Eddystone real world test

by André Esteves

Eddystone URL beacon performance in a real life testing scenario.

A couple of weeks ago I was approached by a client to advise them on how proximity technologies (GPS and Bluetooth) could be used to promote their app to potential customers.

As many of you will know most proximity engagement experiences require the user to have already downloaded an app that is designed to be responsive to GPS or Bluetooth signals.

However, I was aware that Eddystone beacons did not require an app to trigger content, rather they use technology built into the latest version of Google Chrome to trigger the presentation of a URL that could be defined by a customer.

Great idea we all thought, let’s give it a go. I started to research the Eddystone interface a bit more while Katherine provided information about how the beacons might work best and how to best implement a beacon solution.

After some clicks the adverting blurb confirmed that Eddystone was a beacon standard that could be used to trigger content without the need of a tailored app. We proceeded with enthusiasm into a testing programme. I have to admit our enthusiasm waned a little as we moved into a real life situation with Eddystone.

First on iOS – To start with we needed to install the Google Chrome browser, then we needed to add it as a widget in the Today drawer that sits left of the Notification centre and then accept some T&Cs. We then waited for a notification to pop-up. Nothing. We then discovered that we would be waiting forever as the system did not trigger an onscreen notification, rather we had to manually access the widget to check if it had picked up any signal and linked content. This was a laborious process.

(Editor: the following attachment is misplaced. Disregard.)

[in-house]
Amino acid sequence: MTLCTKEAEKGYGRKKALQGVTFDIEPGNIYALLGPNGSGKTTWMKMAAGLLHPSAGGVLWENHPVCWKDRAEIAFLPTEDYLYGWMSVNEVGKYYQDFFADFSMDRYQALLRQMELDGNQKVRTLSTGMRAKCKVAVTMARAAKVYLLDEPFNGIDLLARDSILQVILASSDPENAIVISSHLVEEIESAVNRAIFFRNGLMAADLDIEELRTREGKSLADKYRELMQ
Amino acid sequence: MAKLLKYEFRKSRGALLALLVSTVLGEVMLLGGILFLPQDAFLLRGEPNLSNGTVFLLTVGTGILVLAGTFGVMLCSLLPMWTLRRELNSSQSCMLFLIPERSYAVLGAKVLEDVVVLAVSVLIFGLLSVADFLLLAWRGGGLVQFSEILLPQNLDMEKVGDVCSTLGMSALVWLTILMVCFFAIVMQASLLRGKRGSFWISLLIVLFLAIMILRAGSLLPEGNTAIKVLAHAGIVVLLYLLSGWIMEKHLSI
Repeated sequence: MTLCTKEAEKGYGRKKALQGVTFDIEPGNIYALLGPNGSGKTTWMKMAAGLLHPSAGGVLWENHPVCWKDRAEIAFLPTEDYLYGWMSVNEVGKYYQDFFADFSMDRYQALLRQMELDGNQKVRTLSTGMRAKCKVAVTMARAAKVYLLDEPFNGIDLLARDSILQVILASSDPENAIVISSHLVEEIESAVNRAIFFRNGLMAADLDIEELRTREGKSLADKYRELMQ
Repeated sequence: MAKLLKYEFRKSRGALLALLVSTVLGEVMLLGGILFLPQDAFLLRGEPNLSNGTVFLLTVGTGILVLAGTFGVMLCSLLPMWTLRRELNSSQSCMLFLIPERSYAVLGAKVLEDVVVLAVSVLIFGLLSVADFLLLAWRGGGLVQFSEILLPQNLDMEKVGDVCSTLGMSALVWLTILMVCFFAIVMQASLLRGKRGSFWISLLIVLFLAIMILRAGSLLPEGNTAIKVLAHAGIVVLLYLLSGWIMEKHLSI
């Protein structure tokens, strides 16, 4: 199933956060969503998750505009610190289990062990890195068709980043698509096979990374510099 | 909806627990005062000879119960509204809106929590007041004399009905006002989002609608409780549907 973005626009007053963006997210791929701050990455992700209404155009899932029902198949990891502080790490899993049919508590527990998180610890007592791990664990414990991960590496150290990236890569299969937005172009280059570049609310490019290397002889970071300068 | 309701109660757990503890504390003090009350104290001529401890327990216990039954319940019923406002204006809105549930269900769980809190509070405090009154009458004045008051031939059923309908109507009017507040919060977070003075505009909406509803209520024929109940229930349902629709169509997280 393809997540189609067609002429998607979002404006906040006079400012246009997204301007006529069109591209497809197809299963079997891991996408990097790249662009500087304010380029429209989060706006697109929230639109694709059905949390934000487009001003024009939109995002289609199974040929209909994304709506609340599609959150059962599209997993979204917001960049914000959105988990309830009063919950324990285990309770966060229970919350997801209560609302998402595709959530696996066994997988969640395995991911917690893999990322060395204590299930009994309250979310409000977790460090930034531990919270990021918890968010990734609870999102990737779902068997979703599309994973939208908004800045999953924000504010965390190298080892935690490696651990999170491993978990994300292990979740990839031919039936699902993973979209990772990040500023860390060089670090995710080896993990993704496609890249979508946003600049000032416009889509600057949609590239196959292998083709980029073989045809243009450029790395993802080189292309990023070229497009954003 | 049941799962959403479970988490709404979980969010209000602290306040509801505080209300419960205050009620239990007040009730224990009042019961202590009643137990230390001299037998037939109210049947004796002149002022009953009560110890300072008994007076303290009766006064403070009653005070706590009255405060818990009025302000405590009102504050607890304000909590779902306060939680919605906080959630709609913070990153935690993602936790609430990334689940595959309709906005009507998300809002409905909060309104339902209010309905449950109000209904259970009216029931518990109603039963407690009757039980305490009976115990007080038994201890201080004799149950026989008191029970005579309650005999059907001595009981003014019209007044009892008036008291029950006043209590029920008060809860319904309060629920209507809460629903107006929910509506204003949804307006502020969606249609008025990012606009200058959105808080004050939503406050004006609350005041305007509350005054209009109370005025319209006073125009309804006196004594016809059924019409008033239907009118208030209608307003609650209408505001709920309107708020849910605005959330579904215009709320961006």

On Android – It is fair to say the process was simpler but still we needed to confirm a number of settings to ensured it worked. This included checking that we had the updated version of Google Services and Chrome, and that the Physical Web option in Chrome was active. Receiving our first notification was very exciting, however this excitement dampened when we released it came with no sound or icon to indicate that it had arrived. So basically, a user will only know that content has been trigger if they, unprompted, decide to pull down their notification drawer to check for any notifications.

One of our goals is to make it easier for our clients to use technology to deliver better engagement experiences. I feel that from a user’s perspective the number of steps needed to ensure interactivity with the Eddystone standard was rather more than we felt we could reasonably expect. In summary, although we remain excited about the potential of Eddystone to add an important new dimension to proximity engagement I feel, for us, it is not quite there yet.

Overall, I was left feeling a little disappointed with the results of our test programme. However, I am confident that with the support of the community it won’t be long until we can feel confident about integrating the Eddystone standard into our proximity engagement solutions.

Published by:
André Esteves

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